I can be happy in second place, happier in third. At least if I'm playing Disney and Black Rock's upcoming racing game Split Second.

Having seen the trailers and read our earlier impressions of Split Second I was excited to finally try the other one of 2010's action racing games (Blur's the other). We've gone through the basics here plenty of times. Eight-car races in tracks set amid combustible structures. A race at an airport where the flight control tower can be knocked down onto the track, transforming the route. A race through a shipyard where a docked freighter can be exploded onto its side to create a new banked turn or an even bigger freighter can be knocked across the track and sweep any cars in its way off of it. A race through downtown of a city, where the helicopter can drag a giant dumptruck onto the highway to squash your rivals.


What makes the track around you explode in Split Second is a magical ability called Powerplay, a radial meter of power to spend on detonations. You gain power in that meter by drifting, drafting and jumping your car. As you race back you will sometimes see icons float near cars that are ahead of you. Blue icons indicate that a detonation requiring one third of your meter is available. Red icons indicate something more massive, something that will exhaust your full meter, is available. One button triggers the calamities, and, even when a Black Rock developer raced through a track three times with infinite Powerplay, he was not able to trigger every bit of chaos available. At the shipyard, he caused boats to rock and barrels to explode across the road. He dropped a shipping container on top of one car and swung a crane's carriage across the track as if it was Godzilla's tail sweeping the Japanese military. Some Powerplays are a little quieter, opening a shortcut. Still, the track is being transformed, which is Split Second's big idea.

Initially it seems that Split Second is just one big gimmick. It seems that a player will get to know the track, learn which specific form of chaos occurs when a Powerplay is put into use at a given point of the track. And after that, it would seem, the tricks would grow stale. Not so, I was told, and I could see why. There's some Mario-Kart-Blue-Shell theory to the design, meaning players in the rear are always one triggered event away from taking the lead. There's also some second-level strategy, changing the shape of a track as you drive through the part that will be changed, thereby diverting the cars behind you into another, longer route. There's also some accounting for skill, it seems, as I discovered that no bit of caused chaos was automatically catastrophic. A good driver can evade the rolling barrels and collapsing buildings, if he or she can find the opening. The Black Rock developer described races back in the office that involve seven players all trying to trigger the explosions that will stop the lead guy, but the lead guy being slick enough to evade every trap.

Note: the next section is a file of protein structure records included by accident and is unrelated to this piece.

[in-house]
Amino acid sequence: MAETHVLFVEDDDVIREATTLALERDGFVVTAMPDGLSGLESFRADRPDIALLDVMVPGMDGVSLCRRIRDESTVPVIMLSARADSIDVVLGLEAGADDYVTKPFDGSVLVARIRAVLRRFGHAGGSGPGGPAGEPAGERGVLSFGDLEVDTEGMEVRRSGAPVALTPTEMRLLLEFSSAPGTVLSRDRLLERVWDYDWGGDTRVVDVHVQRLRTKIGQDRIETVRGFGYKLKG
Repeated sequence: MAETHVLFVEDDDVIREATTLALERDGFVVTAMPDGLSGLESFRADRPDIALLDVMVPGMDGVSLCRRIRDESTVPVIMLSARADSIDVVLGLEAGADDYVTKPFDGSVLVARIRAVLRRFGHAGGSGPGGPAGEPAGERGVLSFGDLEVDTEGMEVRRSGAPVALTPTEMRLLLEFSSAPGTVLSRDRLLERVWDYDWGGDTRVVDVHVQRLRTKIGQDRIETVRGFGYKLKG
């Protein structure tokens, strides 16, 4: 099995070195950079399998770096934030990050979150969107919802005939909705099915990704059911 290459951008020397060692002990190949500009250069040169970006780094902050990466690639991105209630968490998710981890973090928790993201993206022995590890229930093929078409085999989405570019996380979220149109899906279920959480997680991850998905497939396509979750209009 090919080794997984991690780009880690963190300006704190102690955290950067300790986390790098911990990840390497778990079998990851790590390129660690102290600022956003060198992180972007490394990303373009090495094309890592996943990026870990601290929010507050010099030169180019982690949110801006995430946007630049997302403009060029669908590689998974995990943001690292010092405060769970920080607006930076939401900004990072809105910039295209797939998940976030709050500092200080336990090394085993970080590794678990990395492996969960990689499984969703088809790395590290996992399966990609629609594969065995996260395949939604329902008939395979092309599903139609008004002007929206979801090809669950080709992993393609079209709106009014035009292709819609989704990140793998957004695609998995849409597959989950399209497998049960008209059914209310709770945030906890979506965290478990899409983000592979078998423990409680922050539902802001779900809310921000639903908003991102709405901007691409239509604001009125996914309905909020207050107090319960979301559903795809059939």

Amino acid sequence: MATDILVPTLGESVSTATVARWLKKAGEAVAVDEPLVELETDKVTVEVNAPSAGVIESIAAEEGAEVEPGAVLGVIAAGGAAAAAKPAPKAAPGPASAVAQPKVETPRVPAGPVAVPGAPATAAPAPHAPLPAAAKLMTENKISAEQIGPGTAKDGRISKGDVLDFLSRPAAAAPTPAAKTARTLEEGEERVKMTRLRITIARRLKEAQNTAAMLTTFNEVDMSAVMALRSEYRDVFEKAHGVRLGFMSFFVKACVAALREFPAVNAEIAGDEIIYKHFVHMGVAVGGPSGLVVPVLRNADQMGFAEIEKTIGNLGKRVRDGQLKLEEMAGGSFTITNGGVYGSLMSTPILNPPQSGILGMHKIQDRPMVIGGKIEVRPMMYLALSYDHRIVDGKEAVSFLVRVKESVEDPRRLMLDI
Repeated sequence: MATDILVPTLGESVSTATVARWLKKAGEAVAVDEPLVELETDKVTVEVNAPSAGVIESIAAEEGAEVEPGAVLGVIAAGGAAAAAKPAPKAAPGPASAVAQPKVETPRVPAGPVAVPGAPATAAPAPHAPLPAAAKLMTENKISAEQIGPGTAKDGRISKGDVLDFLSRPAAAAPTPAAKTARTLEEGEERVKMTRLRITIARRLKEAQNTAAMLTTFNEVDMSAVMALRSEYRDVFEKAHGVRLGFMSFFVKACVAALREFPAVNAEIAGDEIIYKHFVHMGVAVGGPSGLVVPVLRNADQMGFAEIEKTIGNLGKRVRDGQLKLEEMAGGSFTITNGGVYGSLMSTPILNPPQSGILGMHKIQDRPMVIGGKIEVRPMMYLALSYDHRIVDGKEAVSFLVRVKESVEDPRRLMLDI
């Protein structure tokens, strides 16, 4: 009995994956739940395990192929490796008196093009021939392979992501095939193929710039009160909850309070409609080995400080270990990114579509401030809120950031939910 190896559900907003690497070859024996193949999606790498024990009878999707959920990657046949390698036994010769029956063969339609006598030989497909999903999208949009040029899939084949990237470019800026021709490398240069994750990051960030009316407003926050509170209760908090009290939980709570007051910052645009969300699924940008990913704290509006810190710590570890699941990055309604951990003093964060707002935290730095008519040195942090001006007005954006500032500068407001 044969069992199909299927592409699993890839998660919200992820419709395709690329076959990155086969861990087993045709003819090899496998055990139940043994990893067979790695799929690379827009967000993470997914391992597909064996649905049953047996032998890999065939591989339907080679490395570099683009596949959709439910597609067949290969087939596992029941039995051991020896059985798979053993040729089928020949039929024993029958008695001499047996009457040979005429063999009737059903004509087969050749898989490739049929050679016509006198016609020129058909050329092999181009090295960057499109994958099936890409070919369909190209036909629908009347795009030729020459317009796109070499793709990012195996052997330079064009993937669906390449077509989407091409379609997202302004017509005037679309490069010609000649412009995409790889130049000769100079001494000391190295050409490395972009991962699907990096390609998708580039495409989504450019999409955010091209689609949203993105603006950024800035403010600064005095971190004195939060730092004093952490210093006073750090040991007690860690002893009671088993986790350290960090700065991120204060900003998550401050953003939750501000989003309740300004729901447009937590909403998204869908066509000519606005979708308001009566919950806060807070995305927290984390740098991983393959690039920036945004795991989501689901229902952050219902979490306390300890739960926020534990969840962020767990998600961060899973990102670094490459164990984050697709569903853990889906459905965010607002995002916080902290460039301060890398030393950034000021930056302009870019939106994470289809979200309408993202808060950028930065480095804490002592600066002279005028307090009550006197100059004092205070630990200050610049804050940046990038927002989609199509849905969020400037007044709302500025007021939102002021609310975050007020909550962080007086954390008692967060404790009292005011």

It does appear that racing from behind will be the more fun way to play Split Second. In the front, the explosions you trigger pose little risk to anyone but yourself. In the back of the pack, however, you're raining destruction on the fools in front.

Split Second has rough edges still. The game is set for May, but its audio mix is currently off. The car's engine overpowers the sounds of the impressive-looking destruction happening around the track. The collision detection sometimes allows cars to drive through each other or through the pavement. All to be fixed, of course, I was told. May is far enough away and these are not the kinds of flaws a game would ship with.


The other lingering question is one of volume of content. I saw the three aforementioned environments, each of which will have multiple tracks laid out in them. But the Split Second folks wouldn't tell me how many more tracks they'll have. I was shown one alternate racing mode, called Survival, which involved racing loops in Los-Angeles-style open storm drains, trying to evade red and blue barrels falling off of tractor trailers while gaining time extensions and racking up points. It looked like fun but needs polish and a little more flair to not seem too repetitive.

The core of Split Second seems good, the gameplay sound. What's needed next is polish and an ample amount of content to command a full price. Nothing that can't be repaired and improved by May. Now let's just hope it'll be fun to win at Split Second, because it is going to be awfully tempting to just have fun finishing in fourth. Which, uh, is what I meant to do.